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"Financial Inclusion – A Pre-Requisite As Well As An Enabler for Direct Benefit Transfer": Deepak Maheshwari

Posted on November 20, 2013 by Sumita Kale


If the majority of the population is entitled to receive at least one Direct Benefit Transfer (DBT) payment, isn’t it a dichotomy that the financially included population in India is actually in minority?


While this contrast is not surprising to most Indians, it does need urgent resolutionWhat does it take to make DBT happen? Well, the recipient needs to have an account with a formal financial institution, the beneficiary needs a unique identity to mitigate the problem of the ghost identities who may partake of the benefit and lastly, the government agency needs to have funds to disburse and have some objective criteria to enable implementation of the scheme.


Now, UIDAI has perfected the model of enrolling a million people a day, notwithstanding cases of chairs and trees being issued the Aadhaar numberGovernment agencies do have a way of spending the money for welfare schemes in most cases through there are instances of undisbursed money making its way back to the exchequer and in several cases, the actual spending going way beyond and above the budgeted amount.


However, most beneficiaries still do not have a (bank) account and the Aadhaar number may not be seeded with the bank account even for those who actually have one.


Seen from this perspective, financial inclusion in the form of having some sort of account with a formal financial institute is a pre-requisiteOtherwise, where would the DBT payment go? So, while financial inclusion is definitely a pre-requisite for DBT, can it also enable DBT to actually succeed in the long run?


It is well-documented that having brick and mortar branch in every village and every locality (even in urban and semi-urban areas) is just not viable – not even its miniaturised version called the USB (Ultra-Small Branch)The capital as well as operating expenditure does not justify the business prospects in most such situationsThis is where ICT enabled business correspondents come in but they also have huge costs for servicing the remote clients and given the small ticket size and cash disbursal (cash-out) being the main activity when it comes to DBT, it is estimated that they need compensation of around 3% just to break even.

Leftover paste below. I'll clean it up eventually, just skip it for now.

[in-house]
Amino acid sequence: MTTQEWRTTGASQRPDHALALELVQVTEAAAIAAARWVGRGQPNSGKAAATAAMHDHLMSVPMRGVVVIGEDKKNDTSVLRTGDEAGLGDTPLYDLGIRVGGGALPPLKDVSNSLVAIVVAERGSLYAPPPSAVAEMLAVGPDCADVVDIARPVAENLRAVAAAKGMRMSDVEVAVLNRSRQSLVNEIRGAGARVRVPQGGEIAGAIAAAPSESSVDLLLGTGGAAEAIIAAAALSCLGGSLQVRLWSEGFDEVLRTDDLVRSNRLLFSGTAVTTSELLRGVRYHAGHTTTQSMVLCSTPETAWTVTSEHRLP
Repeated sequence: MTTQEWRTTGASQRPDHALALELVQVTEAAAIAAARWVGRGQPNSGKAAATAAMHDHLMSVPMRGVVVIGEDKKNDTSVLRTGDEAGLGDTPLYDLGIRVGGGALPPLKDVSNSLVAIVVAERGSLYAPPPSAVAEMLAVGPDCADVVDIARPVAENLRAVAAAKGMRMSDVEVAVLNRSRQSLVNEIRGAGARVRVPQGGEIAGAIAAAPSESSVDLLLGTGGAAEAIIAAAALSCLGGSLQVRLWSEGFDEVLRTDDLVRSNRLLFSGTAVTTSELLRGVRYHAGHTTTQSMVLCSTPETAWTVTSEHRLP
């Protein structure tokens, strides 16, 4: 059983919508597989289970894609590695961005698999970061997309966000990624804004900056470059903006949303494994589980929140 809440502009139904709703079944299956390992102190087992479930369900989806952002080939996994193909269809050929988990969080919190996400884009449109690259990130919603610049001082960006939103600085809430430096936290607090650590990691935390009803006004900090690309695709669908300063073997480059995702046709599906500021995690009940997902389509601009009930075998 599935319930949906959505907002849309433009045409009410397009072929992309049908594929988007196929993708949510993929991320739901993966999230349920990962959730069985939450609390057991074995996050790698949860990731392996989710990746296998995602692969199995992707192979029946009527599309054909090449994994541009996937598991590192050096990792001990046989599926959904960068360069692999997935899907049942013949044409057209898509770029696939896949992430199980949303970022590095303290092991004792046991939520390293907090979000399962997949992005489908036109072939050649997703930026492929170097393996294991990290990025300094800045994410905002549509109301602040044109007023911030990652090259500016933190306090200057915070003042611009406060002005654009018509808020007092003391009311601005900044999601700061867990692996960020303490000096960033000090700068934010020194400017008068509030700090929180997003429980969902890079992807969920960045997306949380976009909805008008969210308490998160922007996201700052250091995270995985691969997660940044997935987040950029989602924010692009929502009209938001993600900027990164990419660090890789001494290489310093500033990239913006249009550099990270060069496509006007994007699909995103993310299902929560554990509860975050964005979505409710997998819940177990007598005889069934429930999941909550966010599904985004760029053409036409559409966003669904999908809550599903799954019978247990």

Since the account related charges are mostly not passed on the account-holders, initiatives like no-frills account and basic savings bank deposit account (BSBDA) have had limited success, most of them lying dormant and almost bereft of any balanceDue to the limited float through such accounts the banks often find it difficult to even recover account residency costs and hence, remain either sceptical or reluctant or both.


This is where cash-in cash-out (CICO) can play an important roleIf the beneficiary has easy and anywhere-anytime access to the balance in the account, he or she may not be averse to leaving at least some money therePeople can and do pay for CICO services provided these are easy to use and trustworthyOn the other hand, the service provider has reduced cost of cash handling and can build a viable business by converting physical cash into electronic money and vice-versaThis additional revenue stream may complement the service fee paid to the BC by the sponsoring bank and/or the government agency making DBT payments.


Thus, financial inclusion using appropriate usage of technology cannot only facilitate DBT but also go a long way in sustaining it.


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Deepak Maheshwari, a public policy professional, is currently associated with the ICFI as Advisor

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